As much as presentations can trigger our anxiety, clients often tell me that the scariest part of a presentation actually comes once they finish. Why? Because that’s when they invite the audience to ask questions.
Q+A is nerve-wracking because it’s not entirely within our control. Maybe your boss will ask that tough question about your budget. Maybe your potential client will ask why your company hasn’t released any new products in the past year. And maybe you’ll lose your cool and start rambling instead of getting straight to the point.
The good news, though, is that while you don’t know for sure what questions your audience will ask, there is plenty about Q+A that is still under your control.
Here are three things you can do to make sure your next Q+A goes more smoothly:
1. Answer their questions before they ask.
Chances are, if I asked you to make a list of the questions your audience is most likely to ask at your next presentation, you’d be able to anticipate most or all of their top concerns. You know your CFO always asks about the budget. You know your CEO cares about how this latest release will affect market share. And you know that your biggest client is wondering why you won’t sign an exclusive partnership deal with them.
As you’re preparing your presentation, make a list of the top 10 questions your audience will ask (yes, even the hard ones you’d rather they didn’t). Then structure your presentation as a response to your audience’s questions. By preemptively answering your audience’s toughest questions instead of waiting for them to ask, you boost your credibility and show the audience that you understand their needs and interests.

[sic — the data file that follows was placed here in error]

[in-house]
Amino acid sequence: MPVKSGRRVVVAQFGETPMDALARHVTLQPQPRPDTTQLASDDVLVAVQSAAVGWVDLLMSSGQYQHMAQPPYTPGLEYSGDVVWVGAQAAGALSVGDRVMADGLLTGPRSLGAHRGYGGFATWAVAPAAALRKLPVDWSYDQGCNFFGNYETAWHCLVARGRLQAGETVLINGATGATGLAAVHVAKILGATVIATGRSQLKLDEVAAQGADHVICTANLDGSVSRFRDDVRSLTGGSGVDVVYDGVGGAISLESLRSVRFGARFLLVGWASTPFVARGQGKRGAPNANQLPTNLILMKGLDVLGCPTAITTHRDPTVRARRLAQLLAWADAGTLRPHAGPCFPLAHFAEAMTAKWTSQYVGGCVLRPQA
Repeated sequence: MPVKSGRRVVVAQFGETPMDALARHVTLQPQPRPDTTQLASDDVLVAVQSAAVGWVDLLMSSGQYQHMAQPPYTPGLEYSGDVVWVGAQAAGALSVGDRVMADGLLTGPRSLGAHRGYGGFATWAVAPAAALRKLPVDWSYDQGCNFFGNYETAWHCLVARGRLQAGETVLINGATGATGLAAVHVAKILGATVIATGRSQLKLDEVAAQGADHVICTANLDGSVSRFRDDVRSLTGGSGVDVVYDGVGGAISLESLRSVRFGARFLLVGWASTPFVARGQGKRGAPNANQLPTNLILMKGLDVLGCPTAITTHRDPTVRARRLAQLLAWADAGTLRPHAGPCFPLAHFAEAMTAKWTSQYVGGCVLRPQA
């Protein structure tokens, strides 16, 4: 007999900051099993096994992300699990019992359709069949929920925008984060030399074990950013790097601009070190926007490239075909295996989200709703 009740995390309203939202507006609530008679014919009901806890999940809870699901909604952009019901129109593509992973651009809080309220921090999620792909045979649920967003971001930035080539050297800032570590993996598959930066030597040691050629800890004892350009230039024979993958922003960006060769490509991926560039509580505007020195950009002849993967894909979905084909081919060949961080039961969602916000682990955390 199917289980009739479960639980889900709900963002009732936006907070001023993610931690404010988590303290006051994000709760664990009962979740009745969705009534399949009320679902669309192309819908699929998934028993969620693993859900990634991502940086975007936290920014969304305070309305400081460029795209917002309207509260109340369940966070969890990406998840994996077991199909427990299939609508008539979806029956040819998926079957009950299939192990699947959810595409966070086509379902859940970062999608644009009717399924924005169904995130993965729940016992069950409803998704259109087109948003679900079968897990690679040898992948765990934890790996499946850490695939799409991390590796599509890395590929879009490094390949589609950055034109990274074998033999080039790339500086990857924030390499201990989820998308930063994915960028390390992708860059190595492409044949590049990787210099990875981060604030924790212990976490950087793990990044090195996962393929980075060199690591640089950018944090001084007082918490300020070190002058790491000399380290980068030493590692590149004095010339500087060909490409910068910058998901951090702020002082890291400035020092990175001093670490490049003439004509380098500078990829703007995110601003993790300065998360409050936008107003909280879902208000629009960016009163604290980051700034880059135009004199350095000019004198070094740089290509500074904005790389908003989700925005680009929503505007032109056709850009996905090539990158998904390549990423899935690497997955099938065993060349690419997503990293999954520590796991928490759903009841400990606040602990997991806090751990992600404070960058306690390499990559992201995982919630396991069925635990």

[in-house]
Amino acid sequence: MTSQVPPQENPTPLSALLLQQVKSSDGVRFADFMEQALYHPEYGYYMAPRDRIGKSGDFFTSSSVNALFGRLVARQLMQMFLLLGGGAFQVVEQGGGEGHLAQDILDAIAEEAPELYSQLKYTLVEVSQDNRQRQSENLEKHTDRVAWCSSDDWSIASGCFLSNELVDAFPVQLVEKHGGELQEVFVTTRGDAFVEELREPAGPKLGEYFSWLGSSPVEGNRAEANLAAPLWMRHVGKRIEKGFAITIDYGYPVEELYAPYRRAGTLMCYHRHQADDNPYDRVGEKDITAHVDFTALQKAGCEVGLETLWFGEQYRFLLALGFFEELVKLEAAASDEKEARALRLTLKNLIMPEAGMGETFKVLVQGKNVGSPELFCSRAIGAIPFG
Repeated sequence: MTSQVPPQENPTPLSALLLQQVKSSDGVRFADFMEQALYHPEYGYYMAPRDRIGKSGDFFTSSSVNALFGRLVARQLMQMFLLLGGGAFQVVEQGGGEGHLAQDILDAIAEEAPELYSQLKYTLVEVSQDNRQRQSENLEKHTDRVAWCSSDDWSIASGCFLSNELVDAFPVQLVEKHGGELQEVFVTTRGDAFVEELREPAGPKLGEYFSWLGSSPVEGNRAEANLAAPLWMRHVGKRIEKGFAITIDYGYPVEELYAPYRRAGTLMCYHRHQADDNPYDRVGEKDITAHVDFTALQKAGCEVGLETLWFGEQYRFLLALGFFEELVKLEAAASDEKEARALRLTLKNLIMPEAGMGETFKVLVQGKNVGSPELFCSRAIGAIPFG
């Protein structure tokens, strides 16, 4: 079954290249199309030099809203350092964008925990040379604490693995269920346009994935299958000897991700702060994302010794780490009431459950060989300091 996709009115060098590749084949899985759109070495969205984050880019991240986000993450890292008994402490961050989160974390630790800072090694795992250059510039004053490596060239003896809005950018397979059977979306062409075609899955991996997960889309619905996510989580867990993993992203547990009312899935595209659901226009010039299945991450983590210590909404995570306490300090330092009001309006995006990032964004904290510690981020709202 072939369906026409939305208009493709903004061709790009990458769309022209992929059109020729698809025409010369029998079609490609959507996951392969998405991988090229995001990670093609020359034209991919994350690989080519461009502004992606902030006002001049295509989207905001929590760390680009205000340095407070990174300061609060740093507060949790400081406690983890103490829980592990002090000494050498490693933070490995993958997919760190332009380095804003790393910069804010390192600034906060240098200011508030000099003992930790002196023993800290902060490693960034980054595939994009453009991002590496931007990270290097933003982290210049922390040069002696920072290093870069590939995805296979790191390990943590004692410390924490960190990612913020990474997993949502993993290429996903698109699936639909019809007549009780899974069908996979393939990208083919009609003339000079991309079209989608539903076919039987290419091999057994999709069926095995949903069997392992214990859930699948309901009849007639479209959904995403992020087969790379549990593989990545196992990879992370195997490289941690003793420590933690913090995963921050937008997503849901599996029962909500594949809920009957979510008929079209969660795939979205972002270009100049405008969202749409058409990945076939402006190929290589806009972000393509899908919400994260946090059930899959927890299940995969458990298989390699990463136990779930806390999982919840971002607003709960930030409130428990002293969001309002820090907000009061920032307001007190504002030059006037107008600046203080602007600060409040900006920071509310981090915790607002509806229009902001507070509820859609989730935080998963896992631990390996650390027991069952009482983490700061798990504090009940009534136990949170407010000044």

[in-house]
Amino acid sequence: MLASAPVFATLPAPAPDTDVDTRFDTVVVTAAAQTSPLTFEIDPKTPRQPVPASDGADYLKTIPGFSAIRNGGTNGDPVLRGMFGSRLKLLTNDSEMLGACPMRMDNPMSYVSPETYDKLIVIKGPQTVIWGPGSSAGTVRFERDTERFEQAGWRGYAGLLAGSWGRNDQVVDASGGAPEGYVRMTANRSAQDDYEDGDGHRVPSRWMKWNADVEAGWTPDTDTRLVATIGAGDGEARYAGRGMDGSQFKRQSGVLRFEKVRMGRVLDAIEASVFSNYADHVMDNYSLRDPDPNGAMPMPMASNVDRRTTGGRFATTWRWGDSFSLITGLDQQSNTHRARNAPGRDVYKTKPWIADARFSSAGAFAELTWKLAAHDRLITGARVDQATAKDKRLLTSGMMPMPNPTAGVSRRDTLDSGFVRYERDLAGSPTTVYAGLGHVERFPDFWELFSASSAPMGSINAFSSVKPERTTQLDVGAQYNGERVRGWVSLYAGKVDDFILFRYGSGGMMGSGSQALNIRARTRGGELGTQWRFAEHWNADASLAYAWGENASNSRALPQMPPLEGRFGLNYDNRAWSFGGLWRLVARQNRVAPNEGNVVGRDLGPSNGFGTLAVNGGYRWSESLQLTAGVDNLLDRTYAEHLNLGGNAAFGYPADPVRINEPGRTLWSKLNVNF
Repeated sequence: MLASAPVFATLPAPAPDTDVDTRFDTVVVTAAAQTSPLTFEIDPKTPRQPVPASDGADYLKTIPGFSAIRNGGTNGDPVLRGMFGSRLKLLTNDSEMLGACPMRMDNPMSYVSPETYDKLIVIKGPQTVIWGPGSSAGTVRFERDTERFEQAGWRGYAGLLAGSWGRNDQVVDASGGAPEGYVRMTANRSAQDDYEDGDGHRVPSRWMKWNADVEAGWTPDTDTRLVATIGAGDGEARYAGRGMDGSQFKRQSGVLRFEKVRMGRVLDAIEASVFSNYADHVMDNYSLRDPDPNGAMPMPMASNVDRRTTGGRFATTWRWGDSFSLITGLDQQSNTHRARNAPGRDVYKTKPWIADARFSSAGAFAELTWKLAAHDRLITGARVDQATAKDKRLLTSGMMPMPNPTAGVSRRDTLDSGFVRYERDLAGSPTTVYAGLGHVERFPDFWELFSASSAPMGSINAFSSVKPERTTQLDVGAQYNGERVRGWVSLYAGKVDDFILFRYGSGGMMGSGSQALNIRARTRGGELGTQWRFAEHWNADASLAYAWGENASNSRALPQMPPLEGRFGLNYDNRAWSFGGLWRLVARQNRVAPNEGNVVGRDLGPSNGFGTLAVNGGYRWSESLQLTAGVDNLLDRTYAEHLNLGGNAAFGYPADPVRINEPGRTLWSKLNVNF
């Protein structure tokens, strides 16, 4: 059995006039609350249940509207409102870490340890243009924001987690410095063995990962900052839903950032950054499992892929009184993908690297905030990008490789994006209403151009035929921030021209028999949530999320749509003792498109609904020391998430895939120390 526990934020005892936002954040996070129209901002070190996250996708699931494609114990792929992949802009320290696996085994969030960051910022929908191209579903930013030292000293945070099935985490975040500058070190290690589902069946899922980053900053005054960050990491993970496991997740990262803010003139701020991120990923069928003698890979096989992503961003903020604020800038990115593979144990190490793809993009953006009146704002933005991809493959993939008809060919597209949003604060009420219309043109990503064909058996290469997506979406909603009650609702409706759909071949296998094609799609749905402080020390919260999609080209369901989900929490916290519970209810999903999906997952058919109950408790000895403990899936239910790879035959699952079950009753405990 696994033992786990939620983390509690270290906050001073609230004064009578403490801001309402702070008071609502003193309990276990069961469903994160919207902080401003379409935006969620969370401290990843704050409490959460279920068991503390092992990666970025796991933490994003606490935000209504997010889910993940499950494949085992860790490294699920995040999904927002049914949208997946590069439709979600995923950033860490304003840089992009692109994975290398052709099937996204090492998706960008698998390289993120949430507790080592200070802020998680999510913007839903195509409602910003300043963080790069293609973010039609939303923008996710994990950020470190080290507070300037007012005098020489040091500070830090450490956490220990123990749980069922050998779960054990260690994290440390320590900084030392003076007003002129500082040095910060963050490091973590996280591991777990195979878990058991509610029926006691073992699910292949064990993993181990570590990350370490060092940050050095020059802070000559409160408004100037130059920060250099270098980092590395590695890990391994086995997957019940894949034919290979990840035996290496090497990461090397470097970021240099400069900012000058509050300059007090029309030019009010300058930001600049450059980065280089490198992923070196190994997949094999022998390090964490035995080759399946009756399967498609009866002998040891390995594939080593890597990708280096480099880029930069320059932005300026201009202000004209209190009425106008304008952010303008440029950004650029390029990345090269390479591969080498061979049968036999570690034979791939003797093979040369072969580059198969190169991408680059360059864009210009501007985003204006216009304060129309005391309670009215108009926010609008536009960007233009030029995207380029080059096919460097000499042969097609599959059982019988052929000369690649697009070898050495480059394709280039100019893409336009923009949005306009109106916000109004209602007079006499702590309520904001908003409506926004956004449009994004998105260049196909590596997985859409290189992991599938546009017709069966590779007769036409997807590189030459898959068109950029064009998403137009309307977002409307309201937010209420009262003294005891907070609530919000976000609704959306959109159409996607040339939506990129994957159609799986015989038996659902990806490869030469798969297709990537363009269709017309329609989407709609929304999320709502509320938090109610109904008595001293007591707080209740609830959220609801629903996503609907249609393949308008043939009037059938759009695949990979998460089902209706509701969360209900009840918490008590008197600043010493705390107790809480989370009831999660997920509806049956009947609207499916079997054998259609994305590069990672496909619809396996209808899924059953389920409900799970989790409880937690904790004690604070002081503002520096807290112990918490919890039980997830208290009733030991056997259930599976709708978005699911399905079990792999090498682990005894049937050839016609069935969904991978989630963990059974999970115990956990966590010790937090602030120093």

2. Diffuse the emotional bombs.
Even if you’ve answered most of your audience’s questions in advance, you may still get thrown an angry or hostile question that you weren’t expecting. In this case, your job is to stay calm and diffuse the emotional bomb by distilling the question down to its core issue.
If a grumpy colleague asks, “How the hell did this project get so far behind schedule?!”, you can take a breath, look past his annoyed tone, and realize that his core issue is the project’s timeline. Instead of getting defensive, start your reply by calmly identifying his core issue: “In terms of our timeline, we’ve run into several challenges…”
When you refuse to be sucked into other people’s hostility, you gain the audience’s respect and position yourself as a trustworthy and capable speaker.
3. PREP the tough questions.
Once you’ve diffused the emotional bombs, it’s time to actually answer those difficult questions. While Q+A may feel like an exercise in impromptu speaking, you can actually prepare for it by practicing your answers out loud in advance. The idea here isn’t to memorize and then regurgitate your answers but rather to familiarize yourself with your responses so that during your actual presentation, your answers will be clearer and more concise.
One useful structure for answering questions is PREP, which stands for Point, Reason, Example, Point. For example, if a client asks why they should bank with you instead of one of your competitors, you might say:
Point: Banking with us will help you maximize profits…
Reason: … because we offer a better interest rate and lower fees than any of our competitors.
Example: Last year, seven other companies in your industry switched their accounts to our bank and saved an average of $40,000 per month. We also just upgraded our online platform and mobile app to make international banking easier and cheaper, so that’ll be useful as you expand into Europe and Africa.
Point: Bottom line, we save you time and money, so I think we’ll be a great fit for your company.
The PREP structure is effective because it forces you to articulate your point up front rather than meandering your way to your main idea. It also keeps you on track and helps you answer questions succinctly instead of rambling. While it may feel awkward using PREP at first, keep at it: You will eventually internalize the structure if you use it consistently, and giving great answers will be second nature.
So next time you feel your stomach churning at the thought of Q+A, I hope you’ll put these tools into practice so you can feel more in control. I’ve seen clients who’ve applied these tools go from hating Q+A to actually looking forward to it!
Would you or your team like to master Q+A or take your presentation skills to the next level? I work with individuals and teams. Click below to learn more!